Saturday, 21 November 2009

Review: Office 2010 - First Blush

So, blessed as I am with a Microsoft Technet subscription I downloaded the Office 2010 beta and installed it over the Office 2007 installation I had. There were several things I noticed straight up. The big icon in the top left corner of the software is gone and replaced with a file tab that has all the options previously hidden under the big button. Outlook is substantially changed and I like the changes, with one small exception thus far. The black theme that I liked very much in Office 2007 makes it look sort of busy and isn't quite what I expected. I guess that it will get better in the full release to come (or at least I hope so).

The ribbon being used in Outlook is a welcome change. I didn't like the way it was in Outlook 2007 - after all, why have a new look if it doesn't get spread around all the programs in a suite? I've always liked the functionality of the ribbon, despite the dislike it has engendered in some circles. I dread the teaching of it's usage to my clients, but we'll see how it goes. Overall I think the direction Microsoft has taken Office is a good one. I'm a big proponent of OpenOffice but I find the interface clunky and unpleasant. Microsoft's Office is better in terms of the interface. To be honest, I don't have a lot of time to screw around with desktop software, but I do like the changes to Office and screwing around with it is interesting. The interface changes are smooth and look good.

I'll write an update once I've spent a couple more weeks and keep an eye on things as they develop. All in all, I currently like Office 2010!

Wednesday, 7 October 2009

Easy Peasy Update - 9.04

As promised I've been fiddling with this for a little while now. While the interface and boot process have been tidied up somewhat I've found several things that I do not like. The touchpad has gone from being perfectly balanced in response and speed to slow and clunky and making me cranky. I've fiddled with the settings but can't get it back to being as smooth and precise as it was with 8.04. Grr. Nevermind - it's OK now. When scrolling in the main screen if there are more options available than space, it scrolls between desktops. This is *not* what I want it to do and it's very frustrating.

I do like the colours and some of the updates are nice. If you've got a eeePC or a similar netbook, then Easy Peasy is a great OS replacement. It's performance leads me to another post - why is Linux so freakin' slow nowadays? It used to kick Windows butt all over the place but I can get comparable performance from a well crafted Windows XP install as an Ubuntu install. Something to ponder in that....

Wednesday, 16 September 2009

Adventures with eeePC: Enter EasyPeasy

Recently I attempted to enable the Advanced Desktop on my eeePC. I'm not *exactly* sure what I broke, but I broke my little netbook good. Damn. I could get it to boot but had no desktop. No icons, no information nothing. Very, very disappointing. So I thought that perhaps it was an opportunity to have a look at a few other things. Hunting for a new netbook operating system found me looking mostly at Linux offerings, with some websites advocating Windows 7. Eventually I found my way to Easy Peasy ( which uses Ubuntu 8.04 as its base and builds upon that with a myriad of customisations and clever manipulations of the system. I love Ubunutu - it's basis in Debian means it's rock solid with tonnes of terrific applications. The installation was a bit nervy - I didn't want to brick my netbook. The website has an excellent walk through and after a few USB memory key issues I finally got things going in the right direction.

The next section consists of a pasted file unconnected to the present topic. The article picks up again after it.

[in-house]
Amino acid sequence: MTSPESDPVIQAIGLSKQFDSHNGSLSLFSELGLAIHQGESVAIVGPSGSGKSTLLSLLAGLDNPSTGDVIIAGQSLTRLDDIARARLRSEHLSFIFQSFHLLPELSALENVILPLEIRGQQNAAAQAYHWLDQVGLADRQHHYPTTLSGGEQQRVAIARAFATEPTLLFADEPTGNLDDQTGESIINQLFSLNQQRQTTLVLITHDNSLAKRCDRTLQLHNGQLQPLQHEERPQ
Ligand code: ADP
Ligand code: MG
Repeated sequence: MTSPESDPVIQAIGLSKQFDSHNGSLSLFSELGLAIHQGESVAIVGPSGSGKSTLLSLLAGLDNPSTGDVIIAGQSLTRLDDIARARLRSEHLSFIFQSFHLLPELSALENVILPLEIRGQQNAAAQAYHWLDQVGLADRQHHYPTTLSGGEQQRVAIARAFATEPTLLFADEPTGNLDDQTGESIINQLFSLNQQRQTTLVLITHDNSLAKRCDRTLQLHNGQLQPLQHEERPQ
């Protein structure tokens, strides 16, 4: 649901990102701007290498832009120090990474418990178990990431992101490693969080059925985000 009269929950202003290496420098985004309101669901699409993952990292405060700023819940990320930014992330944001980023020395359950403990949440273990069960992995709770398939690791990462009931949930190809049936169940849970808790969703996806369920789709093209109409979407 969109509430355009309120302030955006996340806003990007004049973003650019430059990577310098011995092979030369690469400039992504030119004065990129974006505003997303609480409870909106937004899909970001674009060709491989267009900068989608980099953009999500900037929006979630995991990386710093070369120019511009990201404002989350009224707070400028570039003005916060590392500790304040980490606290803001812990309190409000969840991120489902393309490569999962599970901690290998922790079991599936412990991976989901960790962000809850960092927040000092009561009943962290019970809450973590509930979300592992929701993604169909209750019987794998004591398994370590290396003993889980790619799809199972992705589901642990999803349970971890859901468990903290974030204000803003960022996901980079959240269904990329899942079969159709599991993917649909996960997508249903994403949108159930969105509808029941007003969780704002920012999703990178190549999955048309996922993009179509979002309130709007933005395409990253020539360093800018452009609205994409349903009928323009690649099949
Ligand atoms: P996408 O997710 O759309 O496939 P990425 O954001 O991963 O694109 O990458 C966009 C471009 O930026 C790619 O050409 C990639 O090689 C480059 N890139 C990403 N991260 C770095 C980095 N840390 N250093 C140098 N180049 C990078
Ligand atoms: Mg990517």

The interface is great. Speed is great. I still have a grip about Mozilla Firefox though. It seems to pause (and hold up everything else) every now and then. It disrupts my flow and annoys me. With the recent release of Easy Peasy 1.5 I hope that will be fixed. I'm downloading it now so I'll find out very soon I hope. Generally it was been excellent though. All the devices worked perfectly and although I've had a few problems with a bluetooth mouse I've got, it's been fine otherwise. The particular mouse in question is *very* sensitive to the devices it connects to. The addition of the 8GB SD card has made storage a non issue and I have a 160GB external disk with a heap of stuff on it if I require the extra disk space.

I'm installing the updated version now - it's based on Ubuntu 9.04 so I'll post another note about it when it's completed. Let's hope it goes well!

Tuesday, 15 September 2009

Review: Sun VirtualBox

Recently I've had to find a virtual machine emulator. Given my limited budget (read: zero) I was hunting around for various different pieces of software. Microsoft have their virtual machine software: Virtual PC which is a polished bit of software. It is, however, not up to par with what I want to do. Because I run a host Windows machine and want to use Linux as a guest operating system, VirtualPC has all sorts of issues with it. I tried it and didn't like it. I stumbled upon VirtualBox ( which appears to be sponsored by Sun. Given Sun's previous support of Open Source, I decided to try it.

The installation is very simple and straightforward - it installs extra network adapters, DHCP servers for the internal NAT'd network and a few other bits and pieces. The guest OS support it offers is excellent. In a *very* short amount of time I had a copy of Debian running from the netboot cd, installed and configured an FTP server and I was very happy. My host operating system was Windows Server 2008, which isn't 100% supported but does the job very nicely anyway. I've run it under Windows XP too and it works very well (especially on my Dell D610 Latitude with a 1.6GHz Centrino processor and 2GB of RAM). I'm going to test OpenSolaris on it and see how it goes under the installation.

Some years ago I ran VMWare Desktop to have many virtual machines for testing and other purposes and I found it to be rock solid. The VMWare gear is very good. I have found, to my considerable pleasure, that VirtualBox is as solid and feature filled as VMWare was. It's free status is even better and I love the fact that it supports Linux so beautifully. I'll be experimenting with various other guest OSs in the next few days and I'll let you know my progress as I play with it.